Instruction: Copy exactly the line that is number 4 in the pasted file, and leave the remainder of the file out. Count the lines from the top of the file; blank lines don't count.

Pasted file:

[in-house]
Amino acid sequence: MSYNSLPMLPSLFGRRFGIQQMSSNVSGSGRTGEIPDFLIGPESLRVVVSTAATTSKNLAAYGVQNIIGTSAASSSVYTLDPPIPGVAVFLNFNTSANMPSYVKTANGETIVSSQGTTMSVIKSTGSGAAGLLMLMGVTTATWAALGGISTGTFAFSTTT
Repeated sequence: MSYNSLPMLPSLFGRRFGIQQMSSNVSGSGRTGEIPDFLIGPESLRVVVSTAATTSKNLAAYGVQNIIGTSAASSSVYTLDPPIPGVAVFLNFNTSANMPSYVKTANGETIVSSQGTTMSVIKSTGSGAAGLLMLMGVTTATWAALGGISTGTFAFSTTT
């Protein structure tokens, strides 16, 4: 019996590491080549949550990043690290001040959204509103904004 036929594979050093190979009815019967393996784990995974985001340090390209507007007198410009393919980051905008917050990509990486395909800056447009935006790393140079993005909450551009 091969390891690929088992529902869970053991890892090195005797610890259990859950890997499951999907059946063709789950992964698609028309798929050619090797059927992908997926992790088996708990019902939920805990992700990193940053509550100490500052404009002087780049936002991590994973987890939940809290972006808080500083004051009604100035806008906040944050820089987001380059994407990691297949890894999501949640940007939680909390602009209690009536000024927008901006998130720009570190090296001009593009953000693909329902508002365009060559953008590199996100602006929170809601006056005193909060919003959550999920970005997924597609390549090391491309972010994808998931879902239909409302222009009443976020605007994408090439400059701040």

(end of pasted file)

């Protein structure tokens, strides 16, 4: 019996590491080549949550990043690290001040959204509103904004 036929594979050093190979009815019967393996784990995974985001340090390209507007007198410009393919980051905008917050990509990486395909800056447009935006790393140079993005909450551009 091969390891690929088992529902869970053991890892090195005797610890259990859950890997499951999907059946063709789950992964698609028309798929050619090797059927992908997926992790088996708990019902939920805990992700990193940053509550100490500052404009002087780049936002991590994973987890939940809290972006808080500083004051009604100035806008906040944050820089987001380059994407990691297949890894999501949640940007939680909390602009209690009536000024927008901006998130720009570190090296001009593009953000693909329902508002365009060559953008590199996100602006929170809601006056005193909060919003959550999920970005997924597609390549090391491309972010994808998931879902239909409302222009009443976020605007994408090439400059701040």